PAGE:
Portuguese food is all about local ingredients and big, powerful flavors. Whether you plump for the salty punch of bacalhau, the sweet custardy kick of pastel de nata, or the pungent combination of paprika, garlic and bay leaves that forms the basis of many local recipes, Portugal’s traditional dishes offer bold and beautiful flavors. To guide you on your culinary explorations, here’s our pick of the top 10 Portuguese foods to try on your next trip.
Alheira de Mirandela
Alheira may look like a sausage, but it’s so much more. Stuffed with many kinds of meat, from veal to rabbit, it’s compacted with bread and often enjoyed with a fried egg and fries. It’s played an important role in history too, with Portuguese Jews conspicuously cooking the dish as proof of their conversion to Christianity.
Bacalhau is simply salted, dried cod, but this humble ingredient features in over a thousand Portuguese recipes. Whether roasted à Lagareiro, cooked in a casserole à Gomes de Sá or simply stuffed in bar snacks like croquettes, its intense, salty flavor is dangerously addictive.
A decadent sandwich if ever there was one, bifana contains thinly sliced pork marinated in a garlic and white wine mixture, fried in a lardy sauce and then slapped between the folds of a Portuguese roll.
A much-loved local dish, Caldo Verde might seem like cabbage soup to the uninitiated. Deceptively difficult to prepare, it has its greens cut up in very particular ways, absorbing much of the faint smoky flavor imparted by the addition of barbequed sausage.
Carne de Porco Alentejana
Portugal’s version of surf and turf involves great mounds of pork and clams. Tumbled in a mixture of paprika, garlic, bay leaf and coriander, when the clams are added to the mix they open up, letting their divine salty juices trickle onto the pork.
Portugal is a country with a longstanding love of seafood, and as such there are a variety of local recipes that make use of the entire fish – even the egg sacs! This popular local salad takes the egg sacs and tosses them with onion, bell peppers, tomatoes and lettuce. It’s much tastier than it sounds, we promise.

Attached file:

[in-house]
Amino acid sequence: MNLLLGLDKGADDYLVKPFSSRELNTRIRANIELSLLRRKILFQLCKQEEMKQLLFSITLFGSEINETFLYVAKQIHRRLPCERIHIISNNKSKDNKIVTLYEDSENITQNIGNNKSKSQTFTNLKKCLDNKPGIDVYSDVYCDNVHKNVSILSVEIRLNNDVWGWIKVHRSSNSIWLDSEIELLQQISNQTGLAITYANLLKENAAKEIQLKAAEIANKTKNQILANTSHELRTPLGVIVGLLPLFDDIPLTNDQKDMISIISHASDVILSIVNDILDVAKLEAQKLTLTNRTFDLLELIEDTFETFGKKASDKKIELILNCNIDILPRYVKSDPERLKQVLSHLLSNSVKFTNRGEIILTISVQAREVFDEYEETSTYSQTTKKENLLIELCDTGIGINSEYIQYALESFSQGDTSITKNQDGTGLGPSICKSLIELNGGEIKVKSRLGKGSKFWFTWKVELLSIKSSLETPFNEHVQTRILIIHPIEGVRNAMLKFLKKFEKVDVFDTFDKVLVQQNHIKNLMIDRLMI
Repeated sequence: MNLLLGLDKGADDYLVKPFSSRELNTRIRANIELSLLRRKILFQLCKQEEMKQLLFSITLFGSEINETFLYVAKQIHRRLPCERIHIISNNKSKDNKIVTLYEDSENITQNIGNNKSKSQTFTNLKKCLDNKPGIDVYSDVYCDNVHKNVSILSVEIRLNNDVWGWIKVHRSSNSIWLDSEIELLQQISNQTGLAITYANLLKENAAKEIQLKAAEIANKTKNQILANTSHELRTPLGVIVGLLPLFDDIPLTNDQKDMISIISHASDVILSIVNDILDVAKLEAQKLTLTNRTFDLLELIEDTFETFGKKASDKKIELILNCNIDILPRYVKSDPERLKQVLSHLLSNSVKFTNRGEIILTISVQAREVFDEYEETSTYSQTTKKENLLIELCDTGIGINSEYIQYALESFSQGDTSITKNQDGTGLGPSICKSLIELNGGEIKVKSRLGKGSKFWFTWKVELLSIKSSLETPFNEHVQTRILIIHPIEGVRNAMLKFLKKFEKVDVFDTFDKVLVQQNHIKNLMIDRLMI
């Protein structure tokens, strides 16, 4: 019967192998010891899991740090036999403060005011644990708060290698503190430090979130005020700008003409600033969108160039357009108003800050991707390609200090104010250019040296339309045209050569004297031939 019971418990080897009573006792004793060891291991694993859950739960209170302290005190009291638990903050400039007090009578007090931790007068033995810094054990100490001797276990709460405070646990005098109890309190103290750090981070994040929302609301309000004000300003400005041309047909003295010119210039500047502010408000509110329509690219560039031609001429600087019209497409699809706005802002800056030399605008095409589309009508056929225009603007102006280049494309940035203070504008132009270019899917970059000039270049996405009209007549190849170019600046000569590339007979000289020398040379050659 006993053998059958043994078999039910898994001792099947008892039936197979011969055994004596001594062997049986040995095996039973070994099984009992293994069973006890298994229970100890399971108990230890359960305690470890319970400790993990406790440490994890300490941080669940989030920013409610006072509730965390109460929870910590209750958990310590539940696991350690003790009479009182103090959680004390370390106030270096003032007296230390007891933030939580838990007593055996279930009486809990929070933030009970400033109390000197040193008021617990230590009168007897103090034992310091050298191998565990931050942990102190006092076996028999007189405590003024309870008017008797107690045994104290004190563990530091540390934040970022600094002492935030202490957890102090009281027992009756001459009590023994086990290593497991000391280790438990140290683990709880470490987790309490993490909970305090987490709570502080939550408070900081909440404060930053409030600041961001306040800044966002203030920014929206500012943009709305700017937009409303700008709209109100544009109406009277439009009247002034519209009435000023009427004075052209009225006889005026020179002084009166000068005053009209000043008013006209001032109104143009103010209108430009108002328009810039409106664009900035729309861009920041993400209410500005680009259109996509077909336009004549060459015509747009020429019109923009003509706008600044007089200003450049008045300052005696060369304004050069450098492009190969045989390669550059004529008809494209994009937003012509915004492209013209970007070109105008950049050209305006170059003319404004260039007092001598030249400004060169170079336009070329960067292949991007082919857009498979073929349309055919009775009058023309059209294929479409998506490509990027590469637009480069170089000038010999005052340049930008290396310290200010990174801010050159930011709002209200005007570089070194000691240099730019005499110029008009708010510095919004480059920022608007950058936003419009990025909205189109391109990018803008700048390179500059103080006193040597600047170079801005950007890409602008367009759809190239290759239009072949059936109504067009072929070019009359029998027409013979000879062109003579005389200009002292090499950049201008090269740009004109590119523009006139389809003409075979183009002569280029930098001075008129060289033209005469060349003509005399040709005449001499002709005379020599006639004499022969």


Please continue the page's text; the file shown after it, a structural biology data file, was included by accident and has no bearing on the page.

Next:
Pastel de Nata
The mother of all custard tarts, Pastel de Nata doesn’t just have a continental standing but a global one. Sent all over the world, the best have lemon juice squeezed through their custard and a little nutmeg sprinkled upon their glossy film of a lid.
Drizzled in olive oil, sprinkled with chunks of salt and grilled over charcoal until the skin turns crispy, Peixe Grelhado is the bass note of every Portuguese menu, and for good reason. Applied to almost every fish, this marinade can most often be found on red snapper, sardines, bass, bream and mackerel.
Despite lots of delicious fish varieties giving sardines a run for their money, it’s the little nibbler that remains the most beloved. Affordable and delicious, they form the perfect accompaniment to jugs of sangria or served up with lots of vegetables.
Salame de chocolate
Also found in Italy, this ubiquitous chocolate “salami” can be bought in most food shops and pastelarias across Portugal. A moreish mixture of dark chocolate, nuts and broken up cookies, this sweet treat rivals even the great Pastel de Nata.
If these Portuguese foods sound tempting, why not book a place on the Amazing Spain and Portugal trip.
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